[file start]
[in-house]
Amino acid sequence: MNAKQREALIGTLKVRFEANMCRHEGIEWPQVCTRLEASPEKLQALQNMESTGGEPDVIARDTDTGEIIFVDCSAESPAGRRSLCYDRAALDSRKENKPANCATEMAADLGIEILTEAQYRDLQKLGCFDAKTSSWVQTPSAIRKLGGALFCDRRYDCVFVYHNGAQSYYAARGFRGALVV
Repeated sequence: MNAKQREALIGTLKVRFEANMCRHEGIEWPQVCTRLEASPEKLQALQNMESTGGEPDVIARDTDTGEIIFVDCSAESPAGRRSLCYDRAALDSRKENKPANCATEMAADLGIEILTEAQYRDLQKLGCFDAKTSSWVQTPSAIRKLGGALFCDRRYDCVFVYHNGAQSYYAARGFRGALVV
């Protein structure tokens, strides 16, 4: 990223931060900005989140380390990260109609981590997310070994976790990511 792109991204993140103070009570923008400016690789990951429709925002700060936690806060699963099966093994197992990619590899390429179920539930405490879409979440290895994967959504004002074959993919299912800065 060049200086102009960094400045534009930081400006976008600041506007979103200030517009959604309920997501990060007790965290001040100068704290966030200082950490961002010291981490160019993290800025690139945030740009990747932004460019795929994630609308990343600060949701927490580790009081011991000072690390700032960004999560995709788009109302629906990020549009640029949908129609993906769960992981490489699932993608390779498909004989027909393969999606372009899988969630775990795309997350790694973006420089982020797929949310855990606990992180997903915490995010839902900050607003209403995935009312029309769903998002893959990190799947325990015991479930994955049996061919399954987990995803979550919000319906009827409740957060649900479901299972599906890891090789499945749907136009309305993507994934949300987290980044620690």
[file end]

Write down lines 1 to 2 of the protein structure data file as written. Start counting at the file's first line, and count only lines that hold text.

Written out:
[in-house]
Amino acid sequence: MNAKQREALIGTLKVRFEANMCRHEGIEWPQVCTRLEASPEKLQALQNMESTGGEPDVIARDTDTGEIIFVDCSAESPAGRRSLCYDRAALDSRKENKPANCATEMAADLGIEILTEAQYRDLQKLGCFDAKTSSWVQTPSAIRKLGGALFCDRRYDCVFVYHNGAQSYYAARGFRGALVV